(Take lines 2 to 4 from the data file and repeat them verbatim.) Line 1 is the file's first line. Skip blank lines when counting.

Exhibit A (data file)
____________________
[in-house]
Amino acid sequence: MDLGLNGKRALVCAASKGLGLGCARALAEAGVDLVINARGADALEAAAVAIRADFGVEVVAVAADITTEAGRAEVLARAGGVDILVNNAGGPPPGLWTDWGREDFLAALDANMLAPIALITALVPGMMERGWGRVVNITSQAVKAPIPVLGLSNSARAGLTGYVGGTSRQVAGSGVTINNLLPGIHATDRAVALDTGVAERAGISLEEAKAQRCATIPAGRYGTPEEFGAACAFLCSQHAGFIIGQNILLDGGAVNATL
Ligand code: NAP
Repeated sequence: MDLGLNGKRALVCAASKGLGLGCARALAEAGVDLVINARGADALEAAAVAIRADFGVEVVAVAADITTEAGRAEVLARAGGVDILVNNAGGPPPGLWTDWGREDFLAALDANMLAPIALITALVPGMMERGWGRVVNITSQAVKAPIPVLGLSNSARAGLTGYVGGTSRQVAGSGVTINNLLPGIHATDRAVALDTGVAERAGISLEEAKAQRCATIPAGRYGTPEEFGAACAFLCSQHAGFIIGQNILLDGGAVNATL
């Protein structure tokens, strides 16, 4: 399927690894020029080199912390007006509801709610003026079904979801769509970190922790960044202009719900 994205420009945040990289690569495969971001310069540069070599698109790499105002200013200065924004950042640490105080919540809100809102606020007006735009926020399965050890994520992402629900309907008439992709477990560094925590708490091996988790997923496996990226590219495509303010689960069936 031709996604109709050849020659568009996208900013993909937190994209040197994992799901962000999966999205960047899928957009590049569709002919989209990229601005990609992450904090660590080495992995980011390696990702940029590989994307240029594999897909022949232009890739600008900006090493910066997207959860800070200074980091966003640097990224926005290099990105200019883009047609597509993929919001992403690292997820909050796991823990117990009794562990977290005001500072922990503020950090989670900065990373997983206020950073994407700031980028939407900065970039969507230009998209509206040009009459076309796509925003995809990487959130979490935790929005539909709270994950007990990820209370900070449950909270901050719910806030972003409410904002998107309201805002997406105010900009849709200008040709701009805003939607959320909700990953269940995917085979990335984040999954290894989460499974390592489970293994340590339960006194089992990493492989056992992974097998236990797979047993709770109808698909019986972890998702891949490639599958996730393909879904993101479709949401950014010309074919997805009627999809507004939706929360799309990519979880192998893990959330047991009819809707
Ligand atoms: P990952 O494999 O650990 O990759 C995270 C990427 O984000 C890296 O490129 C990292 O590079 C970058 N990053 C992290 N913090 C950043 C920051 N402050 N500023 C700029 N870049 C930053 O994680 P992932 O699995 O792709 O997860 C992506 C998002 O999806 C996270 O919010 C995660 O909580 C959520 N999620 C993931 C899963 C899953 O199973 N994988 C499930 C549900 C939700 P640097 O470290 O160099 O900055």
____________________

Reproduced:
Amino acid sequence: MDLGLNGKRALVCAASKGLGLGCARALAEAGVDLVINARGADALEAAAVAIRADFGVEVVAVAADITTEAGRAEVLARAGGVDILVNNAGGPPPGLWTDWGREDFLAALDANMLAPIALITALVPGMMERGWGRVVNITSQAVKAPIPVLGLSNSARAGLTGYVGGTSRQVAGSGVTINNLLPGIHATDRAVALDTGVAERAGISLEEAKAQRCATIPAGRYGTPEEFGAACAFLCSQHAGFIIGQNILLDGGAVNATL
Ligand code: NAP
Repeated sequence: MDLGLNGKRALVCAASKGLGLGCARALAEAGVDLVINARGADALEAAAVAIRADFGVEVVAVAADITTEAGRAEVLARAGGVDILVNNAGGPPPGLWTDWGREDFLAALDANMLAPIALITALVPGMMERGWGRVVNITSQAVKAPIPVLGLSNSARAGLTGYVGGTSRQVAGSGVTINNLLPGIHATDRAVALDTGVAERAGISLEEAKAQRCATIPAGRYGTPEEFGAACAFLCSQHAGFIIGQNILLDGGAVNATL